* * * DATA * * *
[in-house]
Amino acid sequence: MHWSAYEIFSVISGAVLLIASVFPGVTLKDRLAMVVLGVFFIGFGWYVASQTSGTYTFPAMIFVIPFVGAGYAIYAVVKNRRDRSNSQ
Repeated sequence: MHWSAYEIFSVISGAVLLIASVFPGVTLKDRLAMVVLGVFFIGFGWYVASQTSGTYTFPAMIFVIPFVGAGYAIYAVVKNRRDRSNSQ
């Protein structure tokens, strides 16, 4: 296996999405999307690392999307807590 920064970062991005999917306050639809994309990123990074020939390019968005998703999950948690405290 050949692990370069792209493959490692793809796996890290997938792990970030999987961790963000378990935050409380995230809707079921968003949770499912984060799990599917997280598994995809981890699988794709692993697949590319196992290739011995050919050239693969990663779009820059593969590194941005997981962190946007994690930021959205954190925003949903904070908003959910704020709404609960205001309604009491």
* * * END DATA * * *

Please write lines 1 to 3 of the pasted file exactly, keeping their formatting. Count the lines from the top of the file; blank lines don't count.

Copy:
[in-house]
Amino acid sequence: MHWSAYEIFSVISGAVLLIASVFPGVTLKDRLAMVVLGVFFIGFGWYVASQTSGTYTFPAMIFVIPFVGAGYAIYAVVKNRRDRSNSQ
Repeated sequence: MHWSAYEIFSVISGAVLLIASVFPGVTLKDRLAMVVLGVFFIGFGWYVASQTSGTYTFPAMIFVIPFVGAGYAIYAVVKNRRDRSNSQ